Monday, July 21, 2014

970. Before We Leave - Stephen Dunn

.
Just so it’s clear—
no whining on the journey.
If you whine, you’ll get stuck
somewhere with people
like yourself. It’s an unwritten law.
Wear hiking boots. Pack food
and a change of clothes.
We go slowly. Endurance won’t
be enough, though without it
you can’t get to the place
where more of you is asked.
Expect there will be times
when you’ll be afraid.
Hold hands and tremble together
if you must but remember
each of you is alone.

Where are we going?
It’s not an issue of here or there.
And if you ever feel you can’t
take another step imagine 
how you might feel to arrive,
if not wiser, a little more aware
how to inhabit the middle ground
between misery and joy.
Trudge on. In the higher regions,
where the footing is unsure,
to trudge is to survive.

Happiness is another journey,
almost over before it starts,
guaranteed to disappoint.
If you’ve come for it, say so,
you’ll get your money back.
I hope you all realize that anytime
is a fine time to laugh. Fake it,
however, and false laughter
will accompany you like a cowbell
for the rest of your days.
You’ll forever lack the seriousness
of a clown. At some point
the rocks will be jagged,
the precipice sheer. That won’t be
the abyss you’ll see looking down.
The abyss, you’ll discover
(if you’ve made it this far),
is usually nearer than that—
at the bottom of something
you’ve yet to resolve,
or posing as your confidante.
Follow me. Don’t follow me. I will
say such things, and mean both.


Tuesday, July 15, 2014

969. A Story That Could Be True - William Stafford

.
If you were exchanged in the cradle and
your real mother died
without ever telling the story
then no one knows your name,
and somewhere in the world
your father is lost and needs you
but you are far away.

He can never find
how true you are, how ready.
When the great wind comes
and the robberies of the rain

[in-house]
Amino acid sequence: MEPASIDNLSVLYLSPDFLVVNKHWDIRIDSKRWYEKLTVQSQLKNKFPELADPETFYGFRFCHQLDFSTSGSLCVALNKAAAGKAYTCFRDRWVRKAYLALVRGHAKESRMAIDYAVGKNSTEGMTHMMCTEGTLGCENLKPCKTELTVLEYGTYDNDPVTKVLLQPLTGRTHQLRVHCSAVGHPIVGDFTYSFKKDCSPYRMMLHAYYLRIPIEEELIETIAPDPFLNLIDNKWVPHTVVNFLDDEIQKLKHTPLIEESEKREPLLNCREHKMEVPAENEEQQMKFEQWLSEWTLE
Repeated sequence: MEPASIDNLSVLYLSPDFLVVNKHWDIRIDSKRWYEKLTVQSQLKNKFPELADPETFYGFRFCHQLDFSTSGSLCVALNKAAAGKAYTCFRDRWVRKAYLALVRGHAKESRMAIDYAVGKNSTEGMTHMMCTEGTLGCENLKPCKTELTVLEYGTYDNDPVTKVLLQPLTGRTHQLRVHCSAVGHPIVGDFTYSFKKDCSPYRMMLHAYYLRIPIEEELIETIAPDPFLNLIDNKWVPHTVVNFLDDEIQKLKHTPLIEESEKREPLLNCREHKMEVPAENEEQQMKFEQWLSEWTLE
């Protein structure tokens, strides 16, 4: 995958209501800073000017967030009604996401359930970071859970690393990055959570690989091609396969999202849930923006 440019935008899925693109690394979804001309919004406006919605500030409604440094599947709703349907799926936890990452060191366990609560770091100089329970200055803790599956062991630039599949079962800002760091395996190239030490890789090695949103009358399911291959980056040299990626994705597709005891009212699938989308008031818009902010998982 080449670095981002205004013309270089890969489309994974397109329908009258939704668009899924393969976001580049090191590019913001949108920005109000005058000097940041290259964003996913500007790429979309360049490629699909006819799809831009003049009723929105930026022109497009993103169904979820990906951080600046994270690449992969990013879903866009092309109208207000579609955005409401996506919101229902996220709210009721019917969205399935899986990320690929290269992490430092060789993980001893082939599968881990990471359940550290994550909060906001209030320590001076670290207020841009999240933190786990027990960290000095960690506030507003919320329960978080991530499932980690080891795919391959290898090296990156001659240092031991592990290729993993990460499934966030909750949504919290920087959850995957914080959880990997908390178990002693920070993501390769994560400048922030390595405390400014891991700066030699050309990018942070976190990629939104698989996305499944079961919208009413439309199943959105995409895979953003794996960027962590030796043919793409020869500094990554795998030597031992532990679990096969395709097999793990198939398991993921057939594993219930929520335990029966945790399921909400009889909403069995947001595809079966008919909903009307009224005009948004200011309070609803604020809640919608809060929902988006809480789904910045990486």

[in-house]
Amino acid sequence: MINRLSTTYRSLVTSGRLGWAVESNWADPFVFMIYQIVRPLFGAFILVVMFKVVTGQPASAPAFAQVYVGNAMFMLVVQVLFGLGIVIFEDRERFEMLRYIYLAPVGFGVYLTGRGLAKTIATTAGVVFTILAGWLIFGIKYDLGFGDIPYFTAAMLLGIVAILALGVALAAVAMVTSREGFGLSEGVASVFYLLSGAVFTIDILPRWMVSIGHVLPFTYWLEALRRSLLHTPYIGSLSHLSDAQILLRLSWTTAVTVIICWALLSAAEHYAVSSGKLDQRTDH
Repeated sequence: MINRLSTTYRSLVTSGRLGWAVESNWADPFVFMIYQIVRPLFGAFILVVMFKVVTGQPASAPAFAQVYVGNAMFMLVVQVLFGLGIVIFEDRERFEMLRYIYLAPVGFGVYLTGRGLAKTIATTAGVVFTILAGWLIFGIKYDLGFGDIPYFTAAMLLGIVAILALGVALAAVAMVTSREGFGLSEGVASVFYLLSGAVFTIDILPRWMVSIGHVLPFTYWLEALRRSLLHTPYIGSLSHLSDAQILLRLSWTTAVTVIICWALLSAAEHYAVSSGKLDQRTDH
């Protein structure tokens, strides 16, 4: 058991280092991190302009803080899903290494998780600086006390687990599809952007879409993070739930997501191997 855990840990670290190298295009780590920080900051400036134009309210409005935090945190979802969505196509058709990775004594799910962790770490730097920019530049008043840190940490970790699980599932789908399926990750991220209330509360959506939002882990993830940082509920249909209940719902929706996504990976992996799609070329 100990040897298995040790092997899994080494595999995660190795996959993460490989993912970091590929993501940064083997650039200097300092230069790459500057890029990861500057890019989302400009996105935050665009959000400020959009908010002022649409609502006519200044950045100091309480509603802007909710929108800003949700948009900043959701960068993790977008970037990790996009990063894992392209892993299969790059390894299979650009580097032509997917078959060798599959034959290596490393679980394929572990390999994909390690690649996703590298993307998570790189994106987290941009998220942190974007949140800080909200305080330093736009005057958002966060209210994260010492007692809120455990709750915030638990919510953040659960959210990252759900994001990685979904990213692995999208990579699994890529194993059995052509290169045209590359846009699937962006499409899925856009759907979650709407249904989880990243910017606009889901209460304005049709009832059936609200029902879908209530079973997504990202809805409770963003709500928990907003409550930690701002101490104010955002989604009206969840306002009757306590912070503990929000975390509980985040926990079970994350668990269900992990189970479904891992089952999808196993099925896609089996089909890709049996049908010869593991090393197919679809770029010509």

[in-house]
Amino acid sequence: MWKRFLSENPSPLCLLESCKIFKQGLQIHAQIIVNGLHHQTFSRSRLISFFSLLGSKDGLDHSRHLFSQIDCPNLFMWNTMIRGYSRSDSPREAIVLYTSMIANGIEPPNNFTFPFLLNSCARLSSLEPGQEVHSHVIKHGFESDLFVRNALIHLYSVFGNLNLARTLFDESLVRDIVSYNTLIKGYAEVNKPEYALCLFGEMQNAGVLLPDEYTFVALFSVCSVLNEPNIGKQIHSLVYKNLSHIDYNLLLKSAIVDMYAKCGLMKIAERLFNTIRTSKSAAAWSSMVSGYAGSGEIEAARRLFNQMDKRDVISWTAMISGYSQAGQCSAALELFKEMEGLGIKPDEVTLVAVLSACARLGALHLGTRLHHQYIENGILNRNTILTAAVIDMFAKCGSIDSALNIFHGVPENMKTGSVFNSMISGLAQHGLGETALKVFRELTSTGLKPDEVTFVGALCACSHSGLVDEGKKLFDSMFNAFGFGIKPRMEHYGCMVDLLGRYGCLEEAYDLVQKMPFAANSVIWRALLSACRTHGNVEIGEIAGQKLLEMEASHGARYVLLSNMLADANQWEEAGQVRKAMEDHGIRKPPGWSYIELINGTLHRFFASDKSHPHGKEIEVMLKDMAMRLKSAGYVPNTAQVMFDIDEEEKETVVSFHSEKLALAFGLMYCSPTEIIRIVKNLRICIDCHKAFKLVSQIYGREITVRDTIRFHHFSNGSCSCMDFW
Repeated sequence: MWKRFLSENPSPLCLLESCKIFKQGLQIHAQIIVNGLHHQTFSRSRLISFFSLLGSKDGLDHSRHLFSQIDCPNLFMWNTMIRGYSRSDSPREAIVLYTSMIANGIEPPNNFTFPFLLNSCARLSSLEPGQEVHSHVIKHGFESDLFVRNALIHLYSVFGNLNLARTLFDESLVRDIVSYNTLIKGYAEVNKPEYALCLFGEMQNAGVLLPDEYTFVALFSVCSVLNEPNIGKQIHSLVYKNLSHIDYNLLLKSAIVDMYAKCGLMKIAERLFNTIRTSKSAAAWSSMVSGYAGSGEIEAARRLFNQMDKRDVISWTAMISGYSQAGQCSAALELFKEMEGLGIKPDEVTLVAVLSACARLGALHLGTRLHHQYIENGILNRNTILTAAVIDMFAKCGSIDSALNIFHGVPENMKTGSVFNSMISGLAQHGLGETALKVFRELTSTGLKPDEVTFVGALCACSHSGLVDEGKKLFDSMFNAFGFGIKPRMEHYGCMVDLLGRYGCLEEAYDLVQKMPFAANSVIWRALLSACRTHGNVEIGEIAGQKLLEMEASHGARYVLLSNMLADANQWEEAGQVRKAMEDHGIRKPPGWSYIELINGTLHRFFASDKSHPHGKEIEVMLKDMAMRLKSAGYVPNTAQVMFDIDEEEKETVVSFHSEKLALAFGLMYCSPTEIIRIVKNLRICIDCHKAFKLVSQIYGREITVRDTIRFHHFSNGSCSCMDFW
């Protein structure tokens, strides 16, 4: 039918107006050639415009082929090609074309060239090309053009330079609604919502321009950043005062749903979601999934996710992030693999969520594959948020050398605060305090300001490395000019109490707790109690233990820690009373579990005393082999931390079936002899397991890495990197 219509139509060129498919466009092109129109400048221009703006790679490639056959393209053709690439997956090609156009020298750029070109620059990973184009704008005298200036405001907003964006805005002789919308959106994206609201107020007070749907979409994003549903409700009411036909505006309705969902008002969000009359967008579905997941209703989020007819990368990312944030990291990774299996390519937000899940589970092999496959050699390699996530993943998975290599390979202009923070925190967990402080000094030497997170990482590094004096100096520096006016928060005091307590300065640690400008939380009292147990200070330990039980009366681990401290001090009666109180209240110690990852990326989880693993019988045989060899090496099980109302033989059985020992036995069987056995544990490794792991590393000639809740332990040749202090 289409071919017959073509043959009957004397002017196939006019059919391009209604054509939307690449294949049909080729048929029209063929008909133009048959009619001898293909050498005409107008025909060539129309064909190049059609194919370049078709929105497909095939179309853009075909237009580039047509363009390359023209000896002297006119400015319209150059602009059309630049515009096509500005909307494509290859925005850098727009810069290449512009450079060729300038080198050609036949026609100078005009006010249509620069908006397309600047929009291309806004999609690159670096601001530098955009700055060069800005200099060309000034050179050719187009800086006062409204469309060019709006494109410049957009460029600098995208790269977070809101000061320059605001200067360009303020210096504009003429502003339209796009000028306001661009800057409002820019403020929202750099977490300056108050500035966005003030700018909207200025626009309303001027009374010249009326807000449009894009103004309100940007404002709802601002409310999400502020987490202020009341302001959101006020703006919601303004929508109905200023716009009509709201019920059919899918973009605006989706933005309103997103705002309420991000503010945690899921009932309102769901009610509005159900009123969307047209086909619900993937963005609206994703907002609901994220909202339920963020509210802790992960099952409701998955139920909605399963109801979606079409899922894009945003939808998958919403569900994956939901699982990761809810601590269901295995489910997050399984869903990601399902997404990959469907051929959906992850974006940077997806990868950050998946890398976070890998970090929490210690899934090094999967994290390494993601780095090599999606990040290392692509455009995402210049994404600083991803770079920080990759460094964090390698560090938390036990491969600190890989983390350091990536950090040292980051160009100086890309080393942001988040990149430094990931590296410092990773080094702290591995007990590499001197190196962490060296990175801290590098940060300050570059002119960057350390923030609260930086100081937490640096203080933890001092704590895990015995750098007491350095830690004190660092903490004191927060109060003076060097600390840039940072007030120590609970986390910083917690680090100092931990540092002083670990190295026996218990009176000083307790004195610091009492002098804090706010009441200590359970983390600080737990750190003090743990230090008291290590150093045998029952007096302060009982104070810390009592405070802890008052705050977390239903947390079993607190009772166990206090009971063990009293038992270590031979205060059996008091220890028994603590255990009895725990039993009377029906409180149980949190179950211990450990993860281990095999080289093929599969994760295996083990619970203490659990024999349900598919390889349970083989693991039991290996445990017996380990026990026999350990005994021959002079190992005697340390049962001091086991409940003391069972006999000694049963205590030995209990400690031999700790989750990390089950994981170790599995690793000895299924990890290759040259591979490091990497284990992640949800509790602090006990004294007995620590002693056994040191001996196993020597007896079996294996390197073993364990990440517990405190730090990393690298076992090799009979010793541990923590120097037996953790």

you stand on the corner shivering.
The people who go by—
you wonder at their calm.

They miss the whisper that runs
any day in your mind,
“Who are you really, wanderer?”—
and the answer you have to give
no matter how dark and cold
the world around you is:

“Maybe I’m a king.”

Sunday, June 01, 2014

968. Memory - Rilke

Translated by Edward Snow

And you wait, you wait for that one thing
that will infinitely enlarge your life;
that gigantic, the stupendous,
the awakening of stones,
depths turned round toward you.

The volumes bound in rust and gold
flicker dimly on the shelves;
and you think of lands traveled across,
of paintings, of the clothes of
women found and lost.

And then suddenly you know: it was then.
You rise, and before you
stands the fear and prayer and shape
of a vanished year.

Sunday, May 04, 2014

967. "I Love You" - Billy Collins

.
Early on, I noticed that you always say it
to each of your children
as you are getting off the phone with them
just as you never fail to say it
to me whenever we arrive at the end of a call.

It’s all new to this only child
I never heard my parents say it,
at least not on such a regular basis,
nor did it ever occur to me to miss it.
To say I love you pretty much every day

would have seemed strangely obvious,